IM: You guys have been playing together for 8 or 9 years. What’s the difference from when you first started and now?
Hormoans: Song writing, stage presence, general attitude and fan base. Matt used to get stage fright because he had never played an instrument before joining the band. So obviously our confidence as a unit has improved since the beginning. When you exist as a DIY band for over a decade, you learn a lot about the divide between the commercial world and the independent world, and you can distinguish between the two. Some bands exist solely for the reason to have ‘existed,” while other bands try to push boundaries and limits, never giving a damn what people think. I applaud anyone who expresses themselves artistically, especially in today’s over-saturated media climate where there is no guarantee of success because it may just be the only ‘proof’ that they ever existed as a real-life human being at all. While some people may think of “success” as bringing a bus load of friends from Missisauga out to fill up a venue on a Friday night, we tend to gauge success by asking, “Did we make the best record we possibly could have made?” and, “Can we all still have fun and be happy when playing music together?”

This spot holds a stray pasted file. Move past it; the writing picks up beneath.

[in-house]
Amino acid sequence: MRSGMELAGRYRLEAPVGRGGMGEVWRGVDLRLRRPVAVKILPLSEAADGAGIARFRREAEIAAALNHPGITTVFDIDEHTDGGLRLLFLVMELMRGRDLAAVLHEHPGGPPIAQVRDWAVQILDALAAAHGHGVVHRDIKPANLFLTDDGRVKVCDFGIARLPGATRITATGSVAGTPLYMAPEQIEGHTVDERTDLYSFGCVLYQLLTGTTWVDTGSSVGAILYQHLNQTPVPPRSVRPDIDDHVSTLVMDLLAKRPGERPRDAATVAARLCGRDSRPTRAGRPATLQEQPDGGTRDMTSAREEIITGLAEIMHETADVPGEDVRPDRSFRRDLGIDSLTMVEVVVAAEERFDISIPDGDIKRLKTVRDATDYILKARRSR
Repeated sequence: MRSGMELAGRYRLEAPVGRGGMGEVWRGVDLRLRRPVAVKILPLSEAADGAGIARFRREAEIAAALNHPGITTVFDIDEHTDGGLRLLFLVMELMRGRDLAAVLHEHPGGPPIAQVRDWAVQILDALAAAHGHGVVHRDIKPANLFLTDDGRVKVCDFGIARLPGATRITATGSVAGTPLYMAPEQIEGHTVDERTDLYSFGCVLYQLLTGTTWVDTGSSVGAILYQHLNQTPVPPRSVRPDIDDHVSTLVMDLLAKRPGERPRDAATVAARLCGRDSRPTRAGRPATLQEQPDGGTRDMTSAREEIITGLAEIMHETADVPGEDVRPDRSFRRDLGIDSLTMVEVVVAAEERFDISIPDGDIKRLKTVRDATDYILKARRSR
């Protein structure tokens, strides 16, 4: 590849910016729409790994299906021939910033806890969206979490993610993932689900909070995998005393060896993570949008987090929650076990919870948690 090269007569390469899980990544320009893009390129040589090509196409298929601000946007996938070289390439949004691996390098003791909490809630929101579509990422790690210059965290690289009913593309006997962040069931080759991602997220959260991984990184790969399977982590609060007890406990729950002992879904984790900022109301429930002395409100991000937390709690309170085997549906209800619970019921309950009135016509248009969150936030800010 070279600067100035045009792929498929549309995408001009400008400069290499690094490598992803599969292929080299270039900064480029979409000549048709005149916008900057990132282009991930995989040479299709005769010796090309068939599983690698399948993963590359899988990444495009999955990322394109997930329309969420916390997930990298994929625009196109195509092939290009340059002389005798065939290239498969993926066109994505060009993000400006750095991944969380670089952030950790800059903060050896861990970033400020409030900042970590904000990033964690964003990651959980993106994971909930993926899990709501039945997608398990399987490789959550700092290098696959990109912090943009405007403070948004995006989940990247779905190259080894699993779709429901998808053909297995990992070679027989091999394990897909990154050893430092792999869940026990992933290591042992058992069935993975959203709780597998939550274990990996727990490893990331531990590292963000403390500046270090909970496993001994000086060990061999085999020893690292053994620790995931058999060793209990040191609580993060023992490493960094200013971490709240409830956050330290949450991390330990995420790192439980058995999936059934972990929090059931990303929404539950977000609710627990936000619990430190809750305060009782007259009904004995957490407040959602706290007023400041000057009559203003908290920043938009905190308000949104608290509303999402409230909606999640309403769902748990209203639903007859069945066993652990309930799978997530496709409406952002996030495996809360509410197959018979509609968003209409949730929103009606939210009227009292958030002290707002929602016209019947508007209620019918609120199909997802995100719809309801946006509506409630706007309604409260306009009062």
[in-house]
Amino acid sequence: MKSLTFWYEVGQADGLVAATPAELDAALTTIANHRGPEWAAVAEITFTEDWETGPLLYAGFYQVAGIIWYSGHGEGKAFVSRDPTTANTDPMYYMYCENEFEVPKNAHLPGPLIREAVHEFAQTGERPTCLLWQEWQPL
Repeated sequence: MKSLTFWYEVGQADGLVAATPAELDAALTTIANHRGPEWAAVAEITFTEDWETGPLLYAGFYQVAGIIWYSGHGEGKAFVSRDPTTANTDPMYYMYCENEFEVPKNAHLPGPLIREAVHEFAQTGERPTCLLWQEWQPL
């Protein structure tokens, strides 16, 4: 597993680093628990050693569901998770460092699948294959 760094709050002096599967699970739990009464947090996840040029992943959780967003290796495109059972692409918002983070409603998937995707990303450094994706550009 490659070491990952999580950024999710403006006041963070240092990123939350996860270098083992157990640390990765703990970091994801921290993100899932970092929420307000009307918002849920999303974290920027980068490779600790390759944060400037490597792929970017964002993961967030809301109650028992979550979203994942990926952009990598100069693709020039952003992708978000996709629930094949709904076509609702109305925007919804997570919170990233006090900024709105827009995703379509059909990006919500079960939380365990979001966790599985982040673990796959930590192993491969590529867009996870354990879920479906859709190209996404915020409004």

IM: Who are your musical influences?
Hormoans: Big Black, Nirvana, Selfish Cunt, Queens, Alice and Chains, Career Suicide, Liars, The Vines, F-Minus, Refused, The Strokes, Silverchair, Deftones, the Specials, Elvis Costello, The Beatles, Amen, Cults, Best Coast, Gang of Four.
IM: When you get to work, what is that creative process like?
Hormoans: Sometimes Steve will bring a guitar riff or completed song to the table, and then Matt and Cyrus will start fleshing out a solid rhythm section until it can stand on its own as a backbone to the melody. Other times, Matt will bring in a bass riff and Cyrus and Steve will add instrumentation over the top of it. Usually we tweak the structures until it makes sense as a song – kind of like writing a play in 3 acts. Steve will then dig deep into his poetic nerve and expunge his words all over the track until it suits his needs. Sometimes we just jam around until we find a cool sound and a song slowly emerges out of that. Recently, we have acquired a really talented rhythm guitarist/vocalist, Marc Hughes, who brings a fun dynamic to the band. His ear for sound is brilliant and we are looking forward to writing new music with him.